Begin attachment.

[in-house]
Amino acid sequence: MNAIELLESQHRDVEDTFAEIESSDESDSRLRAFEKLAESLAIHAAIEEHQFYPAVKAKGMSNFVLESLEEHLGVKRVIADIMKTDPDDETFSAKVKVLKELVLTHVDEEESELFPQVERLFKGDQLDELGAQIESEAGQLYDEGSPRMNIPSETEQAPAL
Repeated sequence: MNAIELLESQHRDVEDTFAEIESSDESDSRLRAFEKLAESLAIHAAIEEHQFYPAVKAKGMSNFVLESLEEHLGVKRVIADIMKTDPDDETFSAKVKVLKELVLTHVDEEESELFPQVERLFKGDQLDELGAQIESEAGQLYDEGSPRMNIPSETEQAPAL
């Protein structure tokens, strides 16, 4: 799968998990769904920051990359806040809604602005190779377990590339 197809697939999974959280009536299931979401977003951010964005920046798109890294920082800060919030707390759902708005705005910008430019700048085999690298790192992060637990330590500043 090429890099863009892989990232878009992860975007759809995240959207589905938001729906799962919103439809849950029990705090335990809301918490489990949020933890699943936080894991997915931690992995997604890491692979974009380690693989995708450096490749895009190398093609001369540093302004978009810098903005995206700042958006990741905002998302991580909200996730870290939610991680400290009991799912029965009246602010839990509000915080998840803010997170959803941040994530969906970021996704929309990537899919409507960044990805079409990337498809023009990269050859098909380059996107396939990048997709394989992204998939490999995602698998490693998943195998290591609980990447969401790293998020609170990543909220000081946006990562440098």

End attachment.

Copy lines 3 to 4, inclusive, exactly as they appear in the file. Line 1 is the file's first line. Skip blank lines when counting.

Repeated sequence: MNAIELLESQHRDVEDTFAEIESSDESDSRLRAFEKLAESLAIHAAIEEHQFYPAVKAKGMSNFVLESLEEHLGVKRVIADIMKTDPDDETFSAKVKVLKELVLTHVDEEESELFPQVERLFKGDQLDELGAQIESEAGQLYDEGSPRMNIPSETEQAPAL
């Protein structure tokens, strides 16, 4: 799968998990769904920051990359806040809604602005190779377990590339 197809697939999974959280009536299931979401977003951010964005920046798109890294920082800060919030707390759902708005705005910008430019700048085999690298790192992060637990330590500043 090429890099863009892989990232878009992860975007759809995240959207589905938001729906799962919103439809849950029990705090335990809301918490489990949020933890699943936080894991997915931690992995997604890491692979974009380690693989995708450096490749895009190398093609001369540093302004978009810098903005995206700042958006990741905002998302991580909200996730870290939610991680400290009991799912029965009246602010839990509000915080998840803010997170959803941040994530969906970021996704929309990537899919409507960044990805079409990337498809023009990269050859098909380059996107396939990048997709394989992204998939490999995602698998490693998943195998290591609980990447969401790293998020609170990543909220000081946006990562440098």